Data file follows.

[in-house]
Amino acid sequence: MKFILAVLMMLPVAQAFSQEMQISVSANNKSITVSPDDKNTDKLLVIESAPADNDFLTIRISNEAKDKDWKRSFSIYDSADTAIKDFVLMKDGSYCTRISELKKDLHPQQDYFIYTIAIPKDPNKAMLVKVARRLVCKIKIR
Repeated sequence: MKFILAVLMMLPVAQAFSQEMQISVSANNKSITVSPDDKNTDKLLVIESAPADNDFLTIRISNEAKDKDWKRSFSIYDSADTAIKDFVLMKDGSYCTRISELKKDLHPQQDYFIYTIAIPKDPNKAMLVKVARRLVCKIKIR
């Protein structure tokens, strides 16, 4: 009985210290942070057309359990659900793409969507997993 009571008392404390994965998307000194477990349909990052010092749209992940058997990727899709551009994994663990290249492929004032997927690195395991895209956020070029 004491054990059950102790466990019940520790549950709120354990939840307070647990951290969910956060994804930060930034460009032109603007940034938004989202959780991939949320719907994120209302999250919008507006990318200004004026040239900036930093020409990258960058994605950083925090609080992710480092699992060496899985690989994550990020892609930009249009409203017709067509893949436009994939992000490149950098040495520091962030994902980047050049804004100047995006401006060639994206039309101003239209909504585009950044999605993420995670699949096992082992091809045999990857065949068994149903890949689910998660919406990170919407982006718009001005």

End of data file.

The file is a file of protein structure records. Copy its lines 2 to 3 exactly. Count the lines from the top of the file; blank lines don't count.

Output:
Amino acid sequence: MKFILAVLMMLPVAQAFSQEMQISVSANNKSITVSPDDKNTDKLLVIESAPADNDFLTIRISNEAKDKDWKRSFSIYDSADTAIKDFVLMKDGSYCTRISELKKDLHPQQDYFIYTIAIPKDPNKAMLVKVARRLVCKIKIR
Repeated sequence: MKFILAVLMMLPVAQAFSQEMQISVSANNKSITVSPDDKNTDKLLVIESAPADNDFLTIRISNEAKDKDWKRSFSIYDSADTAIKDFVLMKDGSYCTRISELKKDLHPQQDYFIYTIAIPKDPNKAMLVKVARRLVCKIKIR